Shrimp Étouffée

It seems October has vanished right before my eyes. I had a handful of posts for this month…and I notice that none of them are here! So…I’m going to try to catch up…here goes…

In French, the word “étouffée” means “smothered” or “suffocated.”  It is said to be similar to gumbo, but much thicker. Quite frankly, I don’t see much resemblance to gumbo once you get past making the roux. Gumbo can have all kinds of crazy things in it and is much more like a stew. Étouffée is more like gravy in my mind. And while I’ve heard rumors of people putting tomatoes or tomato paste into étouffée, I can’t support such a controversial practice…especially since we are less than a day’s drive from Louisiana.

I could probably tell you all kinds of other interesting things about étouffée, but I’m trying to catch up here, so I’ll be brief. My husband says, “This is just about the best thing you can do to a shrimp.”

There’s not really much else to say.

Étouffée

3/4 cup oil

3/4 cup flour

1 cup onion, chopped

1 TB parsley, chopped

1 TB green onions, chopped

2 tsp celery, chopped

2 tsp bell pepper, chopped

1-2 pounds cleaned crawfish or shrimp

2 tsp paprika

water

salt and pepper

Tabasco to taste (optional)

(You can probably tell from my piles of chopped veggies that I have a hard time using those tiny little amounts like 2 tsp…but it’s close.)

Use the flour and oil to make a small, dark roux over medium-high heat (about 10-15 minutes.)  If you haven’t ever made a roux before, plan to practice. And plan to go through a couple of batches of oil and flour. As my mother-in-law says, “If it smells burnt, it is.”)

Roux with veggies cooking

Once your roux is nice and dark, add all chopped vegetables and cook until tender (5-7 minutes.) Then add crawfish or shrimp and paprika. Cook until crawfish or shrimp are pink – just a few minutes – it should be very thick.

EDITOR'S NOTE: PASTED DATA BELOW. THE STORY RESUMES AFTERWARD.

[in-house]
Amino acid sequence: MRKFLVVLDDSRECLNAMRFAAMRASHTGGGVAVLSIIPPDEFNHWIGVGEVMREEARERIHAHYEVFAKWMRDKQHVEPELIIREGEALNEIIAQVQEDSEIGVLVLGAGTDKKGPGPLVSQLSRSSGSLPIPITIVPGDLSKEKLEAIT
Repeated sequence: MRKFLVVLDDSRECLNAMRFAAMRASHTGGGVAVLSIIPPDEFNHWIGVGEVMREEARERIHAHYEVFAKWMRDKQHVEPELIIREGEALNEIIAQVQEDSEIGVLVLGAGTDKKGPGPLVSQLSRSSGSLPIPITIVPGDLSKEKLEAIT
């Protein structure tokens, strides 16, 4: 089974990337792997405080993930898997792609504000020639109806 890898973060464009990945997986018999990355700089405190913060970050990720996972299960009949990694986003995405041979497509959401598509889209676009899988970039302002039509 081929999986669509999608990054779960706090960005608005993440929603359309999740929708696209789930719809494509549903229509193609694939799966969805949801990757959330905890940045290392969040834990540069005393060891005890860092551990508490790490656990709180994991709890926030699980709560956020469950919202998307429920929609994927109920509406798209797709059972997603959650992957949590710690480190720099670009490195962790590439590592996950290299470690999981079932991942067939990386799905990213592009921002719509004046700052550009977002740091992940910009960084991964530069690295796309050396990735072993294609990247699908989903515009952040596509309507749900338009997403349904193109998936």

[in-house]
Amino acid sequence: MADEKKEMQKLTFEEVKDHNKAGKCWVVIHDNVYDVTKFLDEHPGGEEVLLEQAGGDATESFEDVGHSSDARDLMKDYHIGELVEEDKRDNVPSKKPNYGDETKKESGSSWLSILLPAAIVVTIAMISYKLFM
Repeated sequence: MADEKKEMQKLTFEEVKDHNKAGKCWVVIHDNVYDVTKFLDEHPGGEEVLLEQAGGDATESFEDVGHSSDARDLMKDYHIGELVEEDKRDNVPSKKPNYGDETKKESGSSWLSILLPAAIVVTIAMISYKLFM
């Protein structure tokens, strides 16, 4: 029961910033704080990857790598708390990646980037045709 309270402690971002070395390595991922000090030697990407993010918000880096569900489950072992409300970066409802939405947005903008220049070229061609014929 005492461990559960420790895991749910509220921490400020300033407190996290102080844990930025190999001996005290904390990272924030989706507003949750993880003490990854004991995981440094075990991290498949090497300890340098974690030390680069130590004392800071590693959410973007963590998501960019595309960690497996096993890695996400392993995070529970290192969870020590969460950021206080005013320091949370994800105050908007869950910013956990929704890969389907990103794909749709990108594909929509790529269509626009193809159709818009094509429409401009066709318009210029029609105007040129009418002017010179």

See how gummy and thick it is when you are cooking the shrimp?

Add water, 1 TB at a time, until your étouffée is the consistency you desire. Salt and pepper to taste and serve over rice. Use Tabasco (or other heat) if desired.

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Appearing Regularly: Mediterranean Shrimp Sauté

I have them.  You have them, too. Those dishes that show up several times a month because they are simple and use things which you tend to always have on hand…chances are you don’t even use a recipe for them, right?

We all know the standard regulars: tacos, spaghetti, burgers. But what about the ones that are a little more interesting? An uncommon casserole or an entrée salad? For my friend Erica, years ago, it was Clam Spaghetti. She could manifest a big cheesy platter of that yumminess on any given day…and we were always happy to see it. (More recently she had a Carbonara phase…and in my enthusiasm to join the fun I ruined mine with garlic that had gone bad. Yuck!)

Summer is upon us and this recipe is perfect for the season. Light and easy to throw together…only a little grill or stove top heat required…it can be an entree or a side…and my four-year-old loves it. Maybe it will find its way into your regular rotation. I’d love to hear what else is there…what do you find yourself making again and again?

Mediterranean Shrimp Sauté (or Grill)